Figure 5a shows the schematic relationship between the low-resistivity zones and earthquake magnitude. A localized stress accumulation around the mechanically weak low-resistivity zones, and/or fluid supply from the low-resistivity zone have been proposed as potential crustal earthquake initiation mechanisms around low-resistivity zones (e.g., Ogawa et al. 2001; Ichihara et al. 2014; Aizawa et al. 2017; Cai et al. 2017). However, these proposed mechanisms might not account for the relationship between the low-resistivity zones and the final earthquake magnitudes. The large earthquake did not occur distal to the low-resistivity zones, even though the stress field was estimated high there (Matsumoto et al. 2016). Therefore, we argue that the pore-fluid pressure—which is considered to be high inside and near low-resistivity zones, such as deep magmatic fluid zones (Fournier 1999; Lee et al. 2020) or a fracture zone that transports magmatic volatiles (Aizawa et al. 2016; Lee et al. 2020)—plays an important role in the evolution of crustal earthquake rupture. We hypothesize that the pre-failure pressure/temperature (PT) gradient (spatial difference) of the pore fluids contributes to the propagation and arrest of earthquake rupture. This proposed mechanism is based on Griffith’s criterion, which states that real rocks must contain flaws, such as cracks and voids. Note that the observed resistivity values (1–20,000 Ωm range; Figs. 2, 3) suggest that fluid-filled cracks can exist anywhere in the crust because dry granite and gabbro possess electrical resistivities of > 100,000 Ωm at < 400 °C (Kariya and Shankland 1983; Fuji-ta et al. 2004). When the rupture initiates at one of the cracks, it can propagate along other cracks, and these rupturing cracks can coalesce. Such crack coalescence can enhance both the rupture magnitude and propagation speed, culminating in macroscopic rupture (Ashby and Hallam 1986; Kame and Yamashita 1997). Tensile cracking may be generated when the rupture (slip) initiates at one of the cracks (Fig. 5b) (Ashby and Hallam 1986; Liu et al. 2017), which is consistent with the novel view of crustal earthquakes, whereby rupture initiation not only induces slip, but also accompanies the opening of tensile cracks due to the presence of localized high-pressure fluids (Hayashida et al. 2020). If the rupture initiates at a crack near the edge of a low-resistivity zone and crack coalescence occurs outward from the low-resistivity zones, then the pre-failure PT gradient in the pore fluids may promote pore-fluid migration into the crack, which may enhance crack propagation and widening at the tip of the coalesced crack (Fig. 5b). This process likely occurs successively at various spatial scales, and subsequently tends to advance the rupture front; it also yields a high probability of resulting in a large earthquake. Conversely, if the rupture initiated either within or distal to the low-resistivity zone, then the small PT gradient in the pore fluids may be less likely to promote rupture growth, resulting in a small earthquake. The relative pore-pressure difference would be maintained based on the phase diagram of water (Chen et al. 2017), even if water vaporization occurs along the edge of the newly opened crack.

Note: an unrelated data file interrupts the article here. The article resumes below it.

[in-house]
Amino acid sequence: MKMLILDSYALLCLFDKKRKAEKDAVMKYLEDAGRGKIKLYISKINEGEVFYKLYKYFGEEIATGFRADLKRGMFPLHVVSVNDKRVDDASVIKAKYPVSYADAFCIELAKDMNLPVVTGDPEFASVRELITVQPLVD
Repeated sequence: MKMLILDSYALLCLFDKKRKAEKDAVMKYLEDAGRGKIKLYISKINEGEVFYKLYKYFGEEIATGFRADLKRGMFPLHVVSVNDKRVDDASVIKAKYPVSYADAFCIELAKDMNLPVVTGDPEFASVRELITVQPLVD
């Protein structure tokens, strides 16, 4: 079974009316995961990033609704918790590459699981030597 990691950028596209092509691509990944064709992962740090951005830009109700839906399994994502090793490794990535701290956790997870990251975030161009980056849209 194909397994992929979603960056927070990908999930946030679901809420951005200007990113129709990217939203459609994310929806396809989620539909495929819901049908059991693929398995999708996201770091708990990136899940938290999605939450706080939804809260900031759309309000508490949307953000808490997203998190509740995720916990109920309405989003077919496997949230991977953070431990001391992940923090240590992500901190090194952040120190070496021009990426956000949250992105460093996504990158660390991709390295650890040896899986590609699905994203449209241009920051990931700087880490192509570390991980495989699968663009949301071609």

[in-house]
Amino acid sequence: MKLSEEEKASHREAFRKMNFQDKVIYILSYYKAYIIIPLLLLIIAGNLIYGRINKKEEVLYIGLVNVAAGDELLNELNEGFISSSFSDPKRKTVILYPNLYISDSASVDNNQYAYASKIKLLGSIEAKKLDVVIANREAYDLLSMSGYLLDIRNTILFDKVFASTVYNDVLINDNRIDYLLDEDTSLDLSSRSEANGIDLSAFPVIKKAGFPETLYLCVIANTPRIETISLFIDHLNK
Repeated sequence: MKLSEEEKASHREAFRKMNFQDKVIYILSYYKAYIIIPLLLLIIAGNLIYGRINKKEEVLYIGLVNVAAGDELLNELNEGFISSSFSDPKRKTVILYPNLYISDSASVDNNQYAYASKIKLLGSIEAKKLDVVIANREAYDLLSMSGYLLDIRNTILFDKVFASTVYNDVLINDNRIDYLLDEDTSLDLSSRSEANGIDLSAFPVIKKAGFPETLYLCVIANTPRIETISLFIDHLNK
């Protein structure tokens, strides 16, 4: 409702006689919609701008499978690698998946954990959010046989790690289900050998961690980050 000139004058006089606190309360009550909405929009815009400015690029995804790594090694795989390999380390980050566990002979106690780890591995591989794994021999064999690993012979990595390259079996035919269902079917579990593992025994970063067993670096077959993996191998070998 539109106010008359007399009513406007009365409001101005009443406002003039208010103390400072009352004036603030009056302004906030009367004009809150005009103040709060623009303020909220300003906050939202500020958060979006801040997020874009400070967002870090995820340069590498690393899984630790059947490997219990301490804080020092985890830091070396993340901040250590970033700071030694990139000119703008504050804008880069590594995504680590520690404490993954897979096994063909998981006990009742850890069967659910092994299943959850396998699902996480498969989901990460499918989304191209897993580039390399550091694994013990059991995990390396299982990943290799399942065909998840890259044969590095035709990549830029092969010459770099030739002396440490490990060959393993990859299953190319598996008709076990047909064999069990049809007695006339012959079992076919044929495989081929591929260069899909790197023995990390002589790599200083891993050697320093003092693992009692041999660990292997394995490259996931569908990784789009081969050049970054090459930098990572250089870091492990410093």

The PT gradient may also contribute to the arrest of the rupture. The presence of high pore-fluid pressure inherently acts to slow rupture growth due to dilatant hardening (French and Zhu 2017). Furthermore, rupture propagation from a zone of low PT conditions to a zone of high PT conditions is considered to be reduced by the opposite mechanism, as shown in Fig. 5b. This means that the cracks to the high PT fluids act as barriers to rupture propagation. However, the high PT condition may act to advance the rupture front away from the low-resistivity zones once the rupture is well within these zones. C1N arrested the rupture of the Mw 6.2 foreshock of the 2016 Kumamoto earthquake sequence, but this zone was highly damaged by the foreshock and subsequent aftershocks, which reduced the pore-fluid pressure around C1N and potentially placed it in a vulnerable state for the next large rupture propagation. Furthermore, the spatial scale and slip amount at the mainshock rupture front (10 km and 2 m, respectively) were far larger than those at the foreshock rupture front (5 km and 0.5 m) when the rupture reached C1N; therefore, the mainshock rupture might be able to propagate deep into C1N, resulting in the promotion of the mainshock.